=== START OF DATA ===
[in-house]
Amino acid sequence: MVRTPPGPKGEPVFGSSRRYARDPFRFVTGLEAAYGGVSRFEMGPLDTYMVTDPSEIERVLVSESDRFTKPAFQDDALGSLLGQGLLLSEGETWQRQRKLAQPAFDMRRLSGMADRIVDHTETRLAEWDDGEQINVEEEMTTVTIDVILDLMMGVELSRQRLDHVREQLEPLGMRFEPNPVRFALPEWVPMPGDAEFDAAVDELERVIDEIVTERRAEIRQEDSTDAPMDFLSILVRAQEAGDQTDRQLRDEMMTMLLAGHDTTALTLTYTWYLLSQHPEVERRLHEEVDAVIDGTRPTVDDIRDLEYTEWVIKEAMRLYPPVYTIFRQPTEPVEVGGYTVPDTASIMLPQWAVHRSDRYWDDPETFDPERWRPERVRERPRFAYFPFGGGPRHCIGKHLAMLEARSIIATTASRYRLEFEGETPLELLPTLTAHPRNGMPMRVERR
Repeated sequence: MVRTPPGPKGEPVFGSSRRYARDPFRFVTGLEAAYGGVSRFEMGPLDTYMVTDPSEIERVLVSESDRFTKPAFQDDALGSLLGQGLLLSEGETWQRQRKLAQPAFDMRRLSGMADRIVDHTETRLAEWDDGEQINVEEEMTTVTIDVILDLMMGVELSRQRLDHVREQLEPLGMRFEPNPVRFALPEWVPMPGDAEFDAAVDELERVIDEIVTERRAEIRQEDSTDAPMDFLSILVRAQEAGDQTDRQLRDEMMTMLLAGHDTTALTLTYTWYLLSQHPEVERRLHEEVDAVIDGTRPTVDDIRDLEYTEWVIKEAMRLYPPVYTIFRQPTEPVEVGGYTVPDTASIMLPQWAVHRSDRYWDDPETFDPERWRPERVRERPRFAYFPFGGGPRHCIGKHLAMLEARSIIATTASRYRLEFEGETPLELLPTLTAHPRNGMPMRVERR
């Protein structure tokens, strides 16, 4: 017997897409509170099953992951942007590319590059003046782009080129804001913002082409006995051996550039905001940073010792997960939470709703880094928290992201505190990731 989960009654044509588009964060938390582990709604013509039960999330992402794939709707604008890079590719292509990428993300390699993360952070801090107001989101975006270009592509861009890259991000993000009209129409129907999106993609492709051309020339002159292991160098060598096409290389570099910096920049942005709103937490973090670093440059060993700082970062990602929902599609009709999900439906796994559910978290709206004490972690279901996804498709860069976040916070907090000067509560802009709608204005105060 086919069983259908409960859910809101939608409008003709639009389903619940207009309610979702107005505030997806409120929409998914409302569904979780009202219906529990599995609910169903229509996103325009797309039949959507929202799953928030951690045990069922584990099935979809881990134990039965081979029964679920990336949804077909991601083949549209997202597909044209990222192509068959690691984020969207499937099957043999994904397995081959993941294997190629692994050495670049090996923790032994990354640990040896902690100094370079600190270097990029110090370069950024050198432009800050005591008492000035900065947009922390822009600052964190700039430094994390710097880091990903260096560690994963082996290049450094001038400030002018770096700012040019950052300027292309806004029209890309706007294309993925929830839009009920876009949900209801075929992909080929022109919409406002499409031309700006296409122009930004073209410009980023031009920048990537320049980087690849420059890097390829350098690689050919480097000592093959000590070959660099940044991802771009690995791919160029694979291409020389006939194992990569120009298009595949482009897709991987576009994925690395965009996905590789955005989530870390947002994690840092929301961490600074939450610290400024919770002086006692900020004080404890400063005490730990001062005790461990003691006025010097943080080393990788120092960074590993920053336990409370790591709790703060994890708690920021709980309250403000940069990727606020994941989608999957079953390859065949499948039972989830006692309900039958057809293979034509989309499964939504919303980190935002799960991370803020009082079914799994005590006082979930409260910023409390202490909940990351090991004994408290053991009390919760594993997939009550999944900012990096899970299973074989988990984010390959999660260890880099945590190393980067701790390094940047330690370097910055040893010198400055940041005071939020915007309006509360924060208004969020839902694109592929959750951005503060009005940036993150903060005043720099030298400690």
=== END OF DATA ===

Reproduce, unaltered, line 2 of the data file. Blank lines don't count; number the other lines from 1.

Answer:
Amino acid sequence: MVRTPPGPKGEPVFGSSRRYARDPFRFVTGLEAAYGGVSRFEMGPLDTYMVTDPSEIERVLVSESDRFTKPAFQDDALGSLLGQGLLLSEGETWQRQRKLAQPAFDMRRLSGMADRIVDHTETRLAEWDDGEQINVEEEMTTVTIDVILDLMMGVELSRQRLDHVREQLEPLGMRFEPNPVRFALPEWVPMPGDAEFDAAVDELERVIDEIVTERRAEIRQEDSTDAPMDFLSILVRAQEAGDQTDRQLRDEMMTMLLAGHDTTALTLTYTWYLLSQHPEVERRLHEEVDAVIDGTRPTVDDIRDLEYTEWVIKEAMRLYPPVYTIFRQPTEPVEVGGYTVPDTASIMLPQWAVHRSDRYWDDPETFDPERWRPERVRERPRFAYFPFGGGPRHCIGKHLAMLEARSIIATTASRYRLEFEGETPLELLPTLTAHPRNGMPMRVERR